The list of tech failures in development is long. Whether it be drone pilots getting in the way of emergency relief in Nepal, or computers gathering dust in Indian schools because teachers don’t know how to use them, the outcome is rarely positive when techies fall in love with their preferred solutions rather than taking time to understand real problems faced by real people.
A big thank you to everyone who suggested great things for my holiday reading list. The criteria was “Books or articles published in 2017 that focus on the social, economic, and political impact of Artificial Intelligence.”
As a result...here's a list of what I’ll be reading on my two week trip (Cornwall, Scilly Isles, Majorca).
The UK election this Thursday will be shaped by artificial intelligence. Voters will be swayed by this technology without even knowing it.
The UK Government does not yet have a serious plan to deal with the massive disruption AI will bring to employment
Most of us are clueless about what data is collected about us, by whom, and for what purpose. This is recognised by both parties when the necessary acquisition of consent is literally and figuratively reduced to a farcical box-ticking exercise. What a strange contract it is when the customer signing doesn’t read it, the company knows its customer doesn’t read it, and the customer knows that the company knows that the customer doesn’t read it. We need to consider whether access to our personal data remains a reasonable condition of use for everyday services, from email to Facebook.
1. AI playlist prepared wrestlers
The US Olympic wrestling team listened to music composed by artificial intelligence to prepare for their matches. Created by Brain.fm, the music is designed to provoke three types of neurological brain states: relaxation, focus or sleep.
The range of individuals and organisations that have submitted evidence for this inquiry - from NGOs, to government departments, to academics, to industry - is testament to the wide-ranging impact that robotics and AI are set to have on all our lives. But despite the diversity of opinion in these submissions, consensus emerges on a crucial point: the public has a vital role to play in ensuring that the opportunities presented by these technologies can be fully explored and the risks can be mitigated.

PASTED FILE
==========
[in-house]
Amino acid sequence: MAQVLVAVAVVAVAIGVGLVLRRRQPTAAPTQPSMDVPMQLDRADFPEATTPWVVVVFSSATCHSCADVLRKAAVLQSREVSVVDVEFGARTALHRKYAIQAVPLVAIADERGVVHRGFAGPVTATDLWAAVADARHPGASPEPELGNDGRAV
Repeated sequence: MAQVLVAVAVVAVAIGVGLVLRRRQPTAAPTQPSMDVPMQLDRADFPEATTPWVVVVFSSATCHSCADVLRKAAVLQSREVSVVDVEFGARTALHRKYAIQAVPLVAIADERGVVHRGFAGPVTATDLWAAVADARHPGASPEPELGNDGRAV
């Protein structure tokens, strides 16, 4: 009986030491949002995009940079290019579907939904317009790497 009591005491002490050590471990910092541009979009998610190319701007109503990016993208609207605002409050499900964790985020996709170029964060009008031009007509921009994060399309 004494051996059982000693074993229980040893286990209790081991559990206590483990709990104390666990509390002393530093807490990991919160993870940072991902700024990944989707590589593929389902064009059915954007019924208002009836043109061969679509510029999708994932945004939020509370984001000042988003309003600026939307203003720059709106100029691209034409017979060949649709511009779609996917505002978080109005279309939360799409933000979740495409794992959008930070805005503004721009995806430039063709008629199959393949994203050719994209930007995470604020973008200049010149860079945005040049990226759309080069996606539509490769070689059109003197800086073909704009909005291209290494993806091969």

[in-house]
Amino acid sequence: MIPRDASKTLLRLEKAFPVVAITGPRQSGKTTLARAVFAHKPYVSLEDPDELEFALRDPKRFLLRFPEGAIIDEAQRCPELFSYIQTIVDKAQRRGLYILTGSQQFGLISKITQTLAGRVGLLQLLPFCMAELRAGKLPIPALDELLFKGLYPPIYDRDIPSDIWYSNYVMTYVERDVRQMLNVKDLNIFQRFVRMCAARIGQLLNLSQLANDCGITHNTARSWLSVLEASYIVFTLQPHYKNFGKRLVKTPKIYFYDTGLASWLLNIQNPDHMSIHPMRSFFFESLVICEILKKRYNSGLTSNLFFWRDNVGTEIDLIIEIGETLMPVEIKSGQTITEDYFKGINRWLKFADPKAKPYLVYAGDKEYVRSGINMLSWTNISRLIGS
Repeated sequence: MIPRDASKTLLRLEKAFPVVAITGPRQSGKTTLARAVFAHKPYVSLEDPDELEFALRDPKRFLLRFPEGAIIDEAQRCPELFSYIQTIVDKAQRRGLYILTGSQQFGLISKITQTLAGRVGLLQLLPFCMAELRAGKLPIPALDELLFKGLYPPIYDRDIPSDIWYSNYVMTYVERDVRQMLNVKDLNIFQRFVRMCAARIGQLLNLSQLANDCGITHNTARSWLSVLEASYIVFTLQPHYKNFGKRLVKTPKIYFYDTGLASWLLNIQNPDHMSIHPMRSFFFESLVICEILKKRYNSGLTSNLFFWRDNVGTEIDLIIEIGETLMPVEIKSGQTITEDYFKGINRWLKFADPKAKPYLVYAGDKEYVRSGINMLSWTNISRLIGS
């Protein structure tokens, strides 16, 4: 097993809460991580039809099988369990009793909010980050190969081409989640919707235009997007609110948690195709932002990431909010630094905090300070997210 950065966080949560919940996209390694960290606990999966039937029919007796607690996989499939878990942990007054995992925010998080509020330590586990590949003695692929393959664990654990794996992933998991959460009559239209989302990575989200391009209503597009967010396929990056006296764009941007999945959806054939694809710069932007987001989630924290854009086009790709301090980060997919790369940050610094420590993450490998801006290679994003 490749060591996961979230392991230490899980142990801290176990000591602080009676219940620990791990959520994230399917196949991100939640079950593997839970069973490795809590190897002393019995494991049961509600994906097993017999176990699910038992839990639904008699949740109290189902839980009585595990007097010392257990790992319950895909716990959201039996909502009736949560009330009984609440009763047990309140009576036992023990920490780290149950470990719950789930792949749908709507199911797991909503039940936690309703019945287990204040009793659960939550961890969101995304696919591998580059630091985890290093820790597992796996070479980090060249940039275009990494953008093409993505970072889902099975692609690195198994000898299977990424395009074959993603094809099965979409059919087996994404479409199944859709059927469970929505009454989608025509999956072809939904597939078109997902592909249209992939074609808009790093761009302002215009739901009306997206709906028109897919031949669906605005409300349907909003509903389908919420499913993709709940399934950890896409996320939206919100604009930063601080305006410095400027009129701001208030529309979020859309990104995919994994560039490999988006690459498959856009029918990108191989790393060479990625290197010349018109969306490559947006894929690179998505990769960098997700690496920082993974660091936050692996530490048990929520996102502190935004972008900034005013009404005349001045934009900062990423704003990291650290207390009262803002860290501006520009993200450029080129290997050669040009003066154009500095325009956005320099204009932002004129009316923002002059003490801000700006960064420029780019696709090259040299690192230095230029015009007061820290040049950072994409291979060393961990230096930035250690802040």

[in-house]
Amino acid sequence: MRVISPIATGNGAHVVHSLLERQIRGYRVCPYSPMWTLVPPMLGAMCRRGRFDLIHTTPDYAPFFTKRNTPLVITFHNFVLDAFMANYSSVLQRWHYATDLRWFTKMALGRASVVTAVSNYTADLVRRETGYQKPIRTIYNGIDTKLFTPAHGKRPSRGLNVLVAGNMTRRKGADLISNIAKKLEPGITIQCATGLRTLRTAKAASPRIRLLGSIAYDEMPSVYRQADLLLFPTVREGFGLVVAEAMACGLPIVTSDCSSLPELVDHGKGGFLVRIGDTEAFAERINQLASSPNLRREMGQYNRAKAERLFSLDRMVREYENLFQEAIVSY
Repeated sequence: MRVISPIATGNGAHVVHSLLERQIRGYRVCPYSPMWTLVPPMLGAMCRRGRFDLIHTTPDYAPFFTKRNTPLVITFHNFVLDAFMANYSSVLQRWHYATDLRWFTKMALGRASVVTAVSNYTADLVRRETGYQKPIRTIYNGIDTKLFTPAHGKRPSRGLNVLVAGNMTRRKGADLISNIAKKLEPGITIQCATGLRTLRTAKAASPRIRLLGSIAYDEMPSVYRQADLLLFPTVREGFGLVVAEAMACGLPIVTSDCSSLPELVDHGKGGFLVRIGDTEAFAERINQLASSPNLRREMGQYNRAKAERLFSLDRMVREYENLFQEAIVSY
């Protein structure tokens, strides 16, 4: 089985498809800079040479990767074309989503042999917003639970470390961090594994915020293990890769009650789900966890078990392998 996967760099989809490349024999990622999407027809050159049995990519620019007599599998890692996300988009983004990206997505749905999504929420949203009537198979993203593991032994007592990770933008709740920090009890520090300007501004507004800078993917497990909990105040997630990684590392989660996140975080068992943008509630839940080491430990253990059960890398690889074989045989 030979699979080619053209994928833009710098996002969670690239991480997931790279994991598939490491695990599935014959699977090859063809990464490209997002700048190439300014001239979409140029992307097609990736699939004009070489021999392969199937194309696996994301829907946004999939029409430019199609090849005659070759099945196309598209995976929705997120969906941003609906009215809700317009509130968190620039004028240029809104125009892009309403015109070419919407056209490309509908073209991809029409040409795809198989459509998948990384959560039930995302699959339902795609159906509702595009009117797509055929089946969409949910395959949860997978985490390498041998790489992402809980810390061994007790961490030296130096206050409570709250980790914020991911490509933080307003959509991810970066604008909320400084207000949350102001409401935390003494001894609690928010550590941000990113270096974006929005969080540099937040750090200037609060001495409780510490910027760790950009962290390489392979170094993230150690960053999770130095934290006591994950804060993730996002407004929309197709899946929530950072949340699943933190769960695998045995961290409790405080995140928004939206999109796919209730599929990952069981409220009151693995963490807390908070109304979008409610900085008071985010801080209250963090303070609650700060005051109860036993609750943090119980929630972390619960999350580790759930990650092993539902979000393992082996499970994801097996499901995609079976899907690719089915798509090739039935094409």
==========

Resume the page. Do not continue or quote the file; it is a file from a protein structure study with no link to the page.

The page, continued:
By working hand in hand with our fellow EU countries Britain has had a much more powerful voice at the G7s, G20s, Global Fund Replenishment summits, and Climate summits where the world’s serious problems have been addressed over the last few years. I have seen this at first hand and time and time again. Likewise, when it comes to addressing the evil of modern slavery and human trafficking our best hope is to work with Europol and police services across Europe.
Future Advocacy is pleased that the UK Science and Technology Select Committee has launched an inquiry into Artificial Intelligence and Robotics. You can see our full written submission to the inquiry below. We look forward to reading the Committee's report on its findings in September.
Yesterday World Bank Group President Jim Yong Kim and UNICEF Executive Director Anthony Lake announced a new alliance around early childhood development (ECD) that aims to make investments in the early years a global priority. It is ‘morally the right thing to do, and economically the smart thing to do’, Kim urged. With this new impetus, there is simply no excuse for governments to neglect this fundamental area.
Backgammon, draughts, chess, and now the ancient Chinese board game of Go: developers of artificial intelligence have often turned to games. But, far from being a trivial pursuit, we should see this preoccupation as a powerful sign of increased AI capability.
Artificial Intelligence has crept up on us during this century, and now it’s everywhere. Yet, it remains alien and unknown to many people. Computer scientists and cognitive researchers are busy developing it - but what does this mean for the rest of us?
The Health Select Committee's comprehensive and powerful report, launched today, is a shot in the arm that does wonders to renew faith in politicians...